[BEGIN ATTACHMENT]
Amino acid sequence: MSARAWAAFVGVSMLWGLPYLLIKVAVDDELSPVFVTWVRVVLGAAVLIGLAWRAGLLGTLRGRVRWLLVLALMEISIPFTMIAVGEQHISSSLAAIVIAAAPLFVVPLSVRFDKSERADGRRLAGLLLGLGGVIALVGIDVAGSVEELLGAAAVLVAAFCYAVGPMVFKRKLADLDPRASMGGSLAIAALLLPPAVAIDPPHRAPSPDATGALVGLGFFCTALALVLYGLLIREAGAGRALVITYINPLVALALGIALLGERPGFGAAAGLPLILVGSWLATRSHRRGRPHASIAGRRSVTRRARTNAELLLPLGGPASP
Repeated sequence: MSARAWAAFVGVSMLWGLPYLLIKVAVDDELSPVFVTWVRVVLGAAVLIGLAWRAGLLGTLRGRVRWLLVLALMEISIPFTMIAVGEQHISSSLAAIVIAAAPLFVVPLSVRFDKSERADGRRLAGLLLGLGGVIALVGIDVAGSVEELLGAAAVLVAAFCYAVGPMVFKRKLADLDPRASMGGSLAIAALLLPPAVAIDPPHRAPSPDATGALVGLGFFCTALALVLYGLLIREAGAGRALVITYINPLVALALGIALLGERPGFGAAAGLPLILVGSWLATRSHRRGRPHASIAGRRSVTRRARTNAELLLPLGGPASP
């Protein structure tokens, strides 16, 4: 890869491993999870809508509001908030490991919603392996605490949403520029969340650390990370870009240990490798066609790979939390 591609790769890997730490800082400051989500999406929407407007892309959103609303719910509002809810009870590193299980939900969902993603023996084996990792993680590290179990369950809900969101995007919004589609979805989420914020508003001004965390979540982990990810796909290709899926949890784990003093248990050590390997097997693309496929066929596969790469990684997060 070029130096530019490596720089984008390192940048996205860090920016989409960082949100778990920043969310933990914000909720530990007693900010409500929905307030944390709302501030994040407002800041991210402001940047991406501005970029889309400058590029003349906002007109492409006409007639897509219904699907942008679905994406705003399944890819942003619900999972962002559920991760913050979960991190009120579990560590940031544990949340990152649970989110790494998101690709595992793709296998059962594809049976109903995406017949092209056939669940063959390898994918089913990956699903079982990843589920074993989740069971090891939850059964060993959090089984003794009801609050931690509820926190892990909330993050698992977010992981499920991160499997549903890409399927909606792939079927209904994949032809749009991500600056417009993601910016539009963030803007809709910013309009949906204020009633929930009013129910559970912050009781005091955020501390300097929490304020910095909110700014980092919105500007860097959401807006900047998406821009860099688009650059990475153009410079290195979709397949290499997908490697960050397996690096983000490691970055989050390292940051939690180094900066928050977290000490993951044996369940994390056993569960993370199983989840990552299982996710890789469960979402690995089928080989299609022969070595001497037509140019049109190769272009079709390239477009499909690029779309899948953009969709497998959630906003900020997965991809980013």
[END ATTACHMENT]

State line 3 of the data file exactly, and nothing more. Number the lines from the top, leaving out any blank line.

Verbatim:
């Protein structure tokens, strides 16, 4: 890869491993999870809508509001908030490991919603392996605490949403520029969340650390990370870009240990490798066609790979939390 591609790769890997730490800082400051989500999406929407407007892309959103609303719910509002809810009870590193299980939900969902993603023996084996990792993680590290179990369950809900969101995007919004589609979805989420914020508003001004965390979540982990990810796909290709899926949890784990003093248990050590390997097997693309496929066929596969790469990684997060 070029130096530019490596720089984008390192940048996205860090920016989409960082949100778990920043969310933990914000909720530990007693900010409500929905307030944390709302501030994040407002800041991210402001940047991406501005970029889309400058590029003349906002007109492409006409007639897509219904699907942008679905994406705003399944890819942003619900999972962002559920991760913050979960991190009120579990560590940031544990949340990152649970989110790494998101690709595992793709296998059962594809049976109903995406017949092209056939669940063959390898994918089913990956699903079982990843589920074993989740069971090891939850059964060993959090089984003794009801609050931690509820926190892990909330993050698992977010992981499920991160499997549903890409399927909606792939079927209904994949032809749009991500600056417009993601910016539009963030803007809709910013309009949906204020009633929930009013129910559970912050009781005091955020501390300097929490304020910095909110700014980092919105500007860097959401807006900047998406821009860099688009650059990475153009410079290195979709397949290499997908490697960050397996690096983000490691970055989050390292940051939690180094900066928050977290000490993951044996369940994390056993569960993370199983989840990552299982996710890789469960979402690995089928080989299609022969070595001497037509140019049109190769272009079709390239477009499909690029779309899948953009969709497998959630906003900020997965991809980013």